Your thoughts are important to us. They shape our work, shape our positions, and tell us where we need to improve and what we need to do better.
Ultimately, we’re an organization that relies heavily on our supporters, the average citizens of rural America, to let us know where we can be most effective and where we can make the biggest difference. It’s this partnership that makes the Center for Rural Affairs the best organization it can be.
With this in mind, we asked each and every one of you to tell us how you feel about clean energy in rural America. We offered questions of varying length, covering a wide swath of issues important to those of us who reside in rural areas. While we focused primarily on climate change and clean energy transmission, each query gave responders ample latitude to touch on topics important to them.
The survey was open for one month, and results were submitted evenly over this period. Many of you responded with thoughtful, informed insight and provided better feedback than any of us could have expected. We were impressed with the results, and think you will be too.
Climate change is an important aspect of our energy work. Sometimes we address this indirectly, through work on renewable energy or opposition to the Keystone XL pipeline. Other times we take a more direct route, such as holding community workshops that explore the relationship between climate change and agriculture. As our energy focus expands, we wanted to know how you felt about this issue and how we can best engage in research and analysis most relevant to you.
The vast majority of responders, 76 percent, believe that climate change is occurring mostly because of human activity such as burning fossil fuels.
Fewer than 3 percent believe that climate change isn’t occurring at all. While 18 percent of respondents suggested that climate change can only be attributed to natural patterns, an overwhelming number of you left comments indicating that you would have chosen an answer that points to both human and natural causes, an option we did not offer.
Staying on that topic, we found out that 65 percent of you know “some” about climate change, and recognize that there is room to learn more. Over 30 percent of you consider yourselves as having advanced knowledge with respect to this topic.
Is climate change important to you personally? Just over 49 percent said it is “very important” to you. Over 39 percent say it’s “important” and 2.5 percent of responders say it’s “not at all” important. This tells us that climate change deserves more of our focus.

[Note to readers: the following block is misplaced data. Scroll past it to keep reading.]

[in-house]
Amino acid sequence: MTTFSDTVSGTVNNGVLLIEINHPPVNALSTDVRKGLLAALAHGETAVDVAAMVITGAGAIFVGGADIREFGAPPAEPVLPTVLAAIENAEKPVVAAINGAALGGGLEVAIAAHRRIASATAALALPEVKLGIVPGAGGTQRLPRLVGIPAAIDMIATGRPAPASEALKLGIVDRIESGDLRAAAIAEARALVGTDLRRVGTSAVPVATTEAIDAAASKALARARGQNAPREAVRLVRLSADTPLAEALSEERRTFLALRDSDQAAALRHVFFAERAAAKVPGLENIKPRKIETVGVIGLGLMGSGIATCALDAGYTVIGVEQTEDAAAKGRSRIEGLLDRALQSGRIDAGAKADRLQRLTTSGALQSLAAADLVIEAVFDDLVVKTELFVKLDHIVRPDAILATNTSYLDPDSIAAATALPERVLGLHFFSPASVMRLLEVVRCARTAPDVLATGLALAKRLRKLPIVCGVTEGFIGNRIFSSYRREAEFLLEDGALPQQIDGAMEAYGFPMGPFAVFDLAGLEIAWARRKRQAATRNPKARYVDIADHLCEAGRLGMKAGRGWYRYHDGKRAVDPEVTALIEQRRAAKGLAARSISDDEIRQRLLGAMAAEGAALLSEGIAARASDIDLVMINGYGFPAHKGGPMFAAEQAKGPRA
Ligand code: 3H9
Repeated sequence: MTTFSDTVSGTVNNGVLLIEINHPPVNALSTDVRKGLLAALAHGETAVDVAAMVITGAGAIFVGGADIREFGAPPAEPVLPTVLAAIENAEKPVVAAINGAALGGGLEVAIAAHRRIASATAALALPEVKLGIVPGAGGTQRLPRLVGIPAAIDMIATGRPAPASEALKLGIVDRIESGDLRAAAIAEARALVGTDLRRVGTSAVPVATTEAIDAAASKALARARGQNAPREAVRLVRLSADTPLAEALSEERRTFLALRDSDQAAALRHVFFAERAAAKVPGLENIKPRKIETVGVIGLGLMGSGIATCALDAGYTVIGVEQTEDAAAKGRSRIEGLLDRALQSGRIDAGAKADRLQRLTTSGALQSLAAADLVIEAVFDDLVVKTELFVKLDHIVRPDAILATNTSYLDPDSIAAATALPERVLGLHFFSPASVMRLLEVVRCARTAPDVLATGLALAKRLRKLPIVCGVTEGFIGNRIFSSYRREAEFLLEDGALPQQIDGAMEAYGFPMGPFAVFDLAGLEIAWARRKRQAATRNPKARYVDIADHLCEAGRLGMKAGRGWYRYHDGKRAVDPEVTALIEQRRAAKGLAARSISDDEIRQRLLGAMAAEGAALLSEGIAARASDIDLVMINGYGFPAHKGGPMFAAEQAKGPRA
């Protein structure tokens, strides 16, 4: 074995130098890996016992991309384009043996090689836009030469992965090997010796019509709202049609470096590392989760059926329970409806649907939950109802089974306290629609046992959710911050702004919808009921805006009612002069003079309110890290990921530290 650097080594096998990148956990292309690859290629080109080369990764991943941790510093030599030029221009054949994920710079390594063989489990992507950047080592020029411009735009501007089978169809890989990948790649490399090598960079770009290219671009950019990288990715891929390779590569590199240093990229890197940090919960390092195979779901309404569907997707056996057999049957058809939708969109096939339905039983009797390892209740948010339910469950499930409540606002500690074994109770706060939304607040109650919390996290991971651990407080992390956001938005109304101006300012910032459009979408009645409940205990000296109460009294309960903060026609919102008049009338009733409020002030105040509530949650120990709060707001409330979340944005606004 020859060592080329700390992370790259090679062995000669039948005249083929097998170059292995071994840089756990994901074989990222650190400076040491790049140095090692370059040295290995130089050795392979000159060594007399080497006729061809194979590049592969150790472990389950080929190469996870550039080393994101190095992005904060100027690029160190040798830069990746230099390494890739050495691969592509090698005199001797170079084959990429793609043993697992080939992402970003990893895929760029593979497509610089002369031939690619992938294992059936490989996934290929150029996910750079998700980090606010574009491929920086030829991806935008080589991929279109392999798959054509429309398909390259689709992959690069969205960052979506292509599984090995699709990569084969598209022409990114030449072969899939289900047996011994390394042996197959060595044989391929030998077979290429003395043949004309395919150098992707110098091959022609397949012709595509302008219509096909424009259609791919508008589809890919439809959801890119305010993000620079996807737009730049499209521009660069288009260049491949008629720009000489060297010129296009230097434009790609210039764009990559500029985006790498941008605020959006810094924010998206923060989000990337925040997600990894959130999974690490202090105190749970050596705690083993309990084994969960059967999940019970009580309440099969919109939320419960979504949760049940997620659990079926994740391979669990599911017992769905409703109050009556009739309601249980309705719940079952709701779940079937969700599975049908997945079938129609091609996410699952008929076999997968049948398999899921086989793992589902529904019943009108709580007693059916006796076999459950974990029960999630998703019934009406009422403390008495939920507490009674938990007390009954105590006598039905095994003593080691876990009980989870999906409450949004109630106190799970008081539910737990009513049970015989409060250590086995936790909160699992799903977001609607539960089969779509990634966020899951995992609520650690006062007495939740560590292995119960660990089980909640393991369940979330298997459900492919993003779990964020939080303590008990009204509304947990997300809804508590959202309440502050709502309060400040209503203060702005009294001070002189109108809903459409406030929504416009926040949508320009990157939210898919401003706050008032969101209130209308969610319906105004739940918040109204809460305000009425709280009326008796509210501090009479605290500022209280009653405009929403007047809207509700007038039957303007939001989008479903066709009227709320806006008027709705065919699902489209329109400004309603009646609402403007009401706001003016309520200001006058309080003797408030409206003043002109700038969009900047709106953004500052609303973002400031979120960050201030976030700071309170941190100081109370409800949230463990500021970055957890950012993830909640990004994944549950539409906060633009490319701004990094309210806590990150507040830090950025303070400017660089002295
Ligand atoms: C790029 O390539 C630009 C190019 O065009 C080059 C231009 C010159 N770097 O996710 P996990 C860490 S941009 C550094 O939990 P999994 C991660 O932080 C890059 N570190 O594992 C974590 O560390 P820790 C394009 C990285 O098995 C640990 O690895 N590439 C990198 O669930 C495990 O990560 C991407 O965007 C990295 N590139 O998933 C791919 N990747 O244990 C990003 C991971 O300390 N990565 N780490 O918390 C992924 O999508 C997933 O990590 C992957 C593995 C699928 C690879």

We then asked which factors are most important to you when considering climate change. We offered 11 options, but also provided space for each responder to add something that may not have been listed. Overwhelmingly, the impacts of climate change on agriculture were most important, with almost 73 percent of responders indicating that this is a significant consideration. Many of you also expressed concern with the impact of climate change on future generations.
What if nothing is done to combat climate change in the future? Almost 47 percent of responders feel this would be a serious problem for your community.
Clean Energy Transmission
We’ve spent a lot of time working on clean energy transmission during the past two years. Renewable energy development – and, consequently, opportunity for rural economic development – can’t go forward unless we find a way to move energy from where it can be cost effectively produced to where it’s needed most. As our advocacy moves forward, we wanted to make sure this issue is as important to you as it is to us.
We found responses to the first two questions reassuring. How much do you feel that you know about clean energy transmission? Almost 73 percent said that they know some, and there is room to learn. Exactly 19 percent of responders consider themselves advanced in this area.
When it comes to your attitude toward clean energy transmission, we didn’t know what to expect. We were pleased to find that over 54 percent of responders have a very favorable attitude, compared to only 1.8 percent of responders who aren’t supportive at all.
How important is clean energy transmission to the rural economy? Almost 47 percent of you recognize that it’s very important. This is something that we’ll try to focus on more.
Finally, what does clean energy transmission mean to you? Over 63 percent recognize that it opens up new areas to wind development. Almost 60 percent of you recognize that it provides jobs and economic activity.
As a staff, we appreciate your participation. Understanding your opinions and perspectives are important to us. Knowing where we can improve and what we’re doing right guides our approach as we work together for a better rural America. Read more about Your Opinion: Clean Energy and Rural America